SH: It's funny, but that change, which happened almost a year ago, is still fresh in people's memories. They tend to forget that we've made a number of other changes that have been beneficial to almost all character classes in the game! I've laughed out loud at some players' posts when they claim to have been "nerfed" (had their skills or abilities weakened) when we didn't touch any code even related to their claim. Make a new monster that hand-to-hand combatants have a tougher time killing than mages, and people might say they were nerfed. Do the opposite, and mages complain. It's a never-ending battle. All we try to do is minimize the gross imbalances, keep our players happy, and reward them justly for taking risks. Balance usually takes a few different forms. First, it's balance within a character class, for instance, whether swords, maces, and daggers are balanced within the melee class. We try to do that for all classes and then look at the balance between the classes (mage vs. melee, melee vs. archers, etc.). Probably the most difficult thing has been creating challenging areas and enemies for our high-level players. How to create a suitable enemy for a 100th-level player who is both an excellent fighter and an outstanding mage has been tricky. With each new monthly update to the game, we strive to balance our development efforts. Are low-level players getting enough new stuff as well as our high-level players? Are mages being ignored? Are spear throwers getting too much attention? By listening to our fans during our monthly development chats, reading the fan sites, and mining the servers for data about the player population, we come just about as close as anyone to having a balanced world. Add in the complexity of a monthly addition, and I think we've done an outstanding job of balancing the game. We've learned a lot in the past year; a lot of mistakes were made that we didn't see the consequences to, but we've learned from those mistakes. With each passing monthly event, I think we do a better and better job.
GS: One of the most interesting things about Asheron's Call is its regular world-changing events; at the time of this writing, there have been 12 different events. What's the most difficult thing about producing these events on such a regular basis? Other than the anniversary event Should the Stars Fall, do you have a personal favorite among the past events?
SH: Probably the most difficult thing about doing a monthly event is the short time frame that the team has to create each one. With a team of eight people creating the monthly events, it's like they're under permanent crunch time. There's always a deadline just a few days away. The team works tirelessly each month, then starts the process all over again. They're probably the fastest development/design team that I've ever had the pleasure of working with. (And they get the praise and flames from our fans on a monthly basis too!)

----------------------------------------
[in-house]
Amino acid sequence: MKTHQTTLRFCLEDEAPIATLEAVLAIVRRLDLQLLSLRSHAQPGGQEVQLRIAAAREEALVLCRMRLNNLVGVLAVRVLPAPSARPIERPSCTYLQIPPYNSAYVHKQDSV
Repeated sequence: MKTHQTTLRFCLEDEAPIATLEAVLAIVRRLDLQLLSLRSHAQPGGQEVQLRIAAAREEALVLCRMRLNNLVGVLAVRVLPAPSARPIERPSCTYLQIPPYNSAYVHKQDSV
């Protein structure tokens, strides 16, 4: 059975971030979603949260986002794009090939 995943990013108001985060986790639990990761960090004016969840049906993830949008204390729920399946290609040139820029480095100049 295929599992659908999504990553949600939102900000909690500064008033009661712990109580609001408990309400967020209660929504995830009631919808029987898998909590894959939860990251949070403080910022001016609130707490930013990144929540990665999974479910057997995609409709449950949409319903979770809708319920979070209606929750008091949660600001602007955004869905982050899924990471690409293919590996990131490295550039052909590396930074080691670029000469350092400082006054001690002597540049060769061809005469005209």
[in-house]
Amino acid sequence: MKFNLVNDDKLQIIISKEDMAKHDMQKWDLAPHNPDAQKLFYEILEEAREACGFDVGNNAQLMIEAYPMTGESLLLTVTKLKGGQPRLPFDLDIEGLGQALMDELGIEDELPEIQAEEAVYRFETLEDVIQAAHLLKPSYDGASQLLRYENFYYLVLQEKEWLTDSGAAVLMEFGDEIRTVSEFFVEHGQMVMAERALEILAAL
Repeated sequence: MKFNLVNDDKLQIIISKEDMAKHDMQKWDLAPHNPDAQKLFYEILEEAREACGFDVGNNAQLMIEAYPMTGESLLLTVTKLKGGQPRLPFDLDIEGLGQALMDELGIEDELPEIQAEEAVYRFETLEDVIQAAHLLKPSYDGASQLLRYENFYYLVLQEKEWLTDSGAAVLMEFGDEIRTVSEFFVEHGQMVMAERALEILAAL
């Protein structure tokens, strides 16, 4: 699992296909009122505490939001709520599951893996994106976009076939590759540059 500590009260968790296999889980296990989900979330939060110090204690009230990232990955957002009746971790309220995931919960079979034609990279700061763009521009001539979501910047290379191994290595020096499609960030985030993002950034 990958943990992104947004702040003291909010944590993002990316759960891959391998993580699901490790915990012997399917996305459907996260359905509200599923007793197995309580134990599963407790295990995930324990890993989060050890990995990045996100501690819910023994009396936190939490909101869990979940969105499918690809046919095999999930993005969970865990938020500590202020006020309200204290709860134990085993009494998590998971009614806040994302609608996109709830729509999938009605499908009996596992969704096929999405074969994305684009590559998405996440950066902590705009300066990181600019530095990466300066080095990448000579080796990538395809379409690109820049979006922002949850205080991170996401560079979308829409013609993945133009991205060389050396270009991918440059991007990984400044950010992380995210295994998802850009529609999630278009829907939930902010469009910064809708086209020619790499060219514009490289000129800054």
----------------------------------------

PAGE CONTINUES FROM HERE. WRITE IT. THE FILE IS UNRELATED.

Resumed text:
My two favorite events were probably The Sudden Season - one of our first updates to the gameworld - and Twilight's Gleaming. Both had radical changes to the gameworld: One covered it in snow, and the other destroyed cities, coupled with some great gameplay additions to the world. The plot for both of them was also quite strong, so players really got the feeling that the world was constantly changing and moving forward with a sense of purpose and direction. Any month that gives our players a chance to feel like heroes is a pretty good one in my opinion. Any month that makes the message boards light up with phrases like "I can't believe what happened" is a great month.
GS: Is there anything else you'd like to add about Asheron's Call?
SH: Yeah, there is. The press and gamers who haven't played the game usually talk about stuff that happened a long time ago or what they saw during the beta period. In the last year, we've created new towns, revamped dozens of monsters, added quests and countless dungeons every month, enhanced the graphics engine, added secure trade, created a new spell-bar interface, added new weapons, a dozen or so new creatures, changed the weather and seasons, added new levels of spells, allowed people to dye clothing and armor, created what may possibly be the largest bridge/landmark in any online game, plucked random players for testing by one of the gods, had multistage invasions and wars rage across Dereth, and added some new islands that are simply huge. But still, people wonder when we'll come out with an expansion pack that they'll have to pay for. Well, if you want to send us $29.95, go ahead! Try Asheron's Call for a month, or for those of you that played our open beta and weren't happy, try us again, or just read our fan sites, and I think you'll see that Asheron's Call is the best in its field.